Hannoversche Volksbank is to pay 900,000 euros for a breach of the General Data Protection Regulation (DSGVO for short). The bank had evaluated customer data for advertising purposes without their consent.

Many companies use stored data of their customers to create an advertising profile. However, the customers’ consent must be obtained for this. This is a circumstance that Hannoversche Volksbank did not sufficiently take into account – and for which it is now being asked to pay.

Supplementing customer data with the help of Schufa

As early as the end of 2019, Hannoversche Volksbank commissioned a credit agency – Schufa, according to media reports – to evaluate data on active and former customers. Schufa then analyzed their digital usage behavior. Specifically, purchases in app stores and the frequency of use of statement printers. In addition, the total amount of online transfers was evaluated in comparison to the use of branch services. Schufa then enriched the profiles created with its own data and transmitted the data set to Hannoversche Volksbank.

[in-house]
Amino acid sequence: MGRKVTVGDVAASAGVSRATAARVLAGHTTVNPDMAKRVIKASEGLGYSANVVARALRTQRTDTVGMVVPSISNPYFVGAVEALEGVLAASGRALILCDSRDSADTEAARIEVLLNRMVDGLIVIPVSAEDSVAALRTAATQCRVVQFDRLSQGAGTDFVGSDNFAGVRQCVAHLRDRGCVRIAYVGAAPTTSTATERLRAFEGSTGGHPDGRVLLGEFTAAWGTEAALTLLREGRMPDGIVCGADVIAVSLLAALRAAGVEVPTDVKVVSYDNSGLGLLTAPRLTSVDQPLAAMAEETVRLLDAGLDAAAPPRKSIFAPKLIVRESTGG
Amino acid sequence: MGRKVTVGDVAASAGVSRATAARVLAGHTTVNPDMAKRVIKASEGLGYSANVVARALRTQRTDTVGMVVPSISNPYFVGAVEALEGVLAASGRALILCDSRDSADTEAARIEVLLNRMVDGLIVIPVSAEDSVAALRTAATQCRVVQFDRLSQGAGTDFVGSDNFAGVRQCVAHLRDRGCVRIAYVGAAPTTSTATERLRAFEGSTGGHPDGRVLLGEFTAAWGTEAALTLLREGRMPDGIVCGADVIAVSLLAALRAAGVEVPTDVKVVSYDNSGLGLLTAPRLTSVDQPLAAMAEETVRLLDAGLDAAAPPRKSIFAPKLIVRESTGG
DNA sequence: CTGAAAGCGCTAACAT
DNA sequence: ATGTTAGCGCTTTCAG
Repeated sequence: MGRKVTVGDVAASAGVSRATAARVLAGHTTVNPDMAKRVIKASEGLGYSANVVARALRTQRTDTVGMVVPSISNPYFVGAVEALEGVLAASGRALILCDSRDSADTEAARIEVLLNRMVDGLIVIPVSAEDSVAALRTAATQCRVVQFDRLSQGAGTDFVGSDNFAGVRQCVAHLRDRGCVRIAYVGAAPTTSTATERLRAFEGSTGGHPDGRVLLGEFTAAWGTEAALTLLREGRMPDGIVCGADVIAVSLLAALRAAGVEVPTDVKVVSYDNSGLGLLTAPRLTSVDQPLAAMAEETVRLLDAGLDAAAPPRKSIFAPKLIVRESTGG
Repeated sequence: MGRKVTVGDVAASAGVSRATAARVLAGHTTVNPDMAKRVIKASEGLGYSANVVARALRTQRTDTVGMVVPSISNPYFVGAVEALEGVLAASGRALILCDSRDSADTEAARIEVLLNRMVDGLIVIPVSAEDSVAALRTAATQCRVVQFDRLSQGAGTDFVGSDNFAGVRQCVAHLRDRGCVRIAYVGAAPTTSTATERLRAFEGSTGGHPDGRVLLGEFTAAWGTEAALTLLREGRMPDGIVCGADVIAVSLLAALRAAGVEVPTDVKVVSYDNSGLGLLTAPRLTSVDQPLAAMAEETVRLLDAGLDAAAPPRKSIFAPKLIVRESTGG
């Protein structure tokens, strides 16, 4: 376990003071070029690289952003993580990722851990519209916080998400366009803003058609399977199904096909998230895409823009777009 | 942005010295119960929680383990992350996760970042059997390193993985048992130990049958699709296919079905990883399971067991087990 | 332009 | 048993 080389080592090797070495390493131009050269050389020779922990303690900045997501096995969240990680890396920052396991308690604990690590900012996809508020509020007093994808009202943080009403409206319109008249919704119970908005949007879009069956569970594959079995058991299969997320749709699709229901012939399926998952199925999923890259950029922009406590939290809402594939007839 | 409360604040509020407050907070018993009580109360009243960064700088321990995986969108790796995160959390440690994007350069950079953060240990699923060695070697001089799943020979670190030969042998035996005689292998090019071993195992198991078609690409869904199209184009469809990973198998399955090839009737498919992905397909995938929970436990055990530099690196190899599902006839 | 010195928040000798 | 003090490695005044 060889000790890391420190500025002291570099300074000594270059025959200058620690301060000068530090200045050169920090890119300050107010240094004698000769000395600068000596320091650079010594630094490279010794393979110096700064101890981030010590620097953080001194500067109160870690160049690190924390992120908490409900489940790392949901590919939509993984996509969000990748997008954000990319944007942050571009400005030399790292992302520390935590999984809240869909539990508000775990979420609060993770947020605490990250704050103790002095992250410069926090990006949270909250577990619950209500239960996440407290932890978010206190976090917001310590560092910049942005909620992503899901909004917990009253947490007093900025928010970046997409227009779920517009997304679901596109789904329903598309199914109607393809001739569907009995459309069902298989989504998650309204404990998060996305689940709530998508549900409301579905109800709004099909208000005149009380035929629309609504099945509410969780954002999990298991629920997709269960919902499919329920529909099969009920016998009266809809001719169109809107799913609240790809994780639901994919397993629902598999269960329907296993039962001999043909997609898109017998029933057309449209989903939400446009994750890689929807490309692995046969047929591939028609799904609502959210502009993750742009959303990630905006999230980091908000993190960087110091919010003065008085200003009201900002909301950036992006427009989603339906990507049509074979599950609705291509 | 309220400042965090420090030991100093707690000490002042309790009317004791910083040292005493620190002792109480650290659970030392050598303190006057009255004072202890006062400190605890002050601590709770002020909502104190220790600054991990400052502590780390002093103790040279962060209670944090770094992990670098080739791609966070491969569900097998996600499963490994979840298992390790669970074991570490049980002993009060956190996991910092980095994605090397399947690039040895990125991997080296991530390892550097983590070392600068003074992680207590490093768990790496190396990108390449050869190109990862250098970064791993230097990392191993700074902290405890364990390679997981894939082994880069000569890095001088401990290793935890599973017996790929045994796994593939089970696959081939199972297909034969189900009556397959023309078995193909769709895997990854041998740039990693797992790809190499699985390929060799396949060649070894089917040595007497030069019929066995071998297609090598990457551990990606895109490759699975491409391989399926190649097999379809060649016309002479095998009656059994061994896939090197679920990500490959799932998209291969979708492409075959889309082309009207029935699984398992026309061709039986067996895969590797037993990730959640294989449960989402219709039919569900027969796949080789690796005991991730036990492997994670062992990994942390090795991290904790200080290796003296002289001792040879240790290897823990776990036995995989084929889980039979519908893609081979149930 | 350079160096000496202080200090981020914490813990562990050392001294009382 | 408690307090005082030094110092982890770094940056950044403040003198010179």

Lack of consent leads to fine

The customers concerned were sent relevant information documents in advance. However, consent to the data analysis was not obtained. A clear offence against the DSGVO, means the data protection commissioner of Lower Saxony Barbara Thiel. In her opinion, it is permissible to work with customer data in the sense of weighing up interests in the case of a “legitimate interest”, but it is not permitted to evaluate large databases in order to create advertising profiles.

Hannoversche Volksbank not an isolated case

The fine of 900,000 euros seems comparatively high. But: according to a statement by the Lower Saxony state data protection commissioner, an increasing number of cases had become known in which banks proceeded in this way. “Bank customers cannot assume that their inclinations toward certain product categories or communication channels will be spied out and linked to an advertising profile by means of external agencies,” says Thiel. There is no way around an informed and voluntary opt-in – in other words, an explicit consent procedure – even for banks.

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